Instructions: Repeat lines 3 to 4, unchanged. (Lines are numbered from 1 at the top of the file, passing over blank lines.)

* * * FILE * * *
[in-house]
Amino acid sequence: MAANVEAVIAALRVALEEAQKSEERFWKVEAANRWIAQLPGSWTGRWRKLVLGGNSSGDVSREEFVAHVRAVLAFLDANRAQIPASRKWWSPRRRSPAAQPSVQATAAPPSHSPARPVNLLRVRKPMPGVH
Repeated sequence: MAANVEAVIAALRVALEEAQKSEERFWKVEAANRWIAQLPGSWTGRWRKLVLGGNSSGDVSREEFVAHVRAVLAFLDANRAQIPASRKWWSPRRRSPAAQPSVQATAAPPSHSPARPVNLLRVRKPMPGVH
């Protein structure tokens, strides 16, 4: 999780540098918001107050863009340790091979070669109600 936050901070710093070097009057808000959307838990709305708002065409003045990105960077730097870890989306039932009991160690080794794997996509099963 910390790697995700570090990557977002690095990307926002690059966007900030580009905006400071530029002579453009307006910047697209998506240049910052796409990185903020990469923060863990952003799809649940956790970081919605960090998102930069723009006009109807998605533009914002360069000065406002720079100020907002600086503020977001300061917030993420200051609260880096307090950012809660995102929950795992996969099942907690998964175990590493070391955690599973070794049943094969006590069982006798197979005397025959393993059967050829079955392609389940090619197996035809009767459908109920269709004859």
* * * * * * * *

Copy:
Repeated sequence: MAANVEAVIAALRVALEEAQKSEERFWKVEAANRWIAQLPGSWTGRWRKLVLGGNSSGDVSREEFVAHVRAVLAFLDANRAQIPASRKWWSPRRRSPAAQPSVQATAAPPSHSPARPVNLLRVRKPMPGVH
């Protein structure tokens, strides 16, 4: 999780540098918001107050863009340790091979070669109600 936050901070710093070097009057808000959307838990709305708002065409003045990105960077730097870890989306039932009991160690080794794997996509099963 910390790697995700570090990557977002690095990307926002690059966007900030580009905006400071530029002579453009307006910047697209998506240049910052796409990185903020990469923060863990952003799809649940956790970081919605960090998102930069723009006009109807998605533009914002360069000065406002720079100020907002600086503020977001300061917030993420200051609260880096307090950012809660995102929950795992996969099942907690998964175990590493070391955690599973070794049943094969006590069982006798197979005397025959393993059967050829079955392609389940090619197996035809009767459908109920269709004859």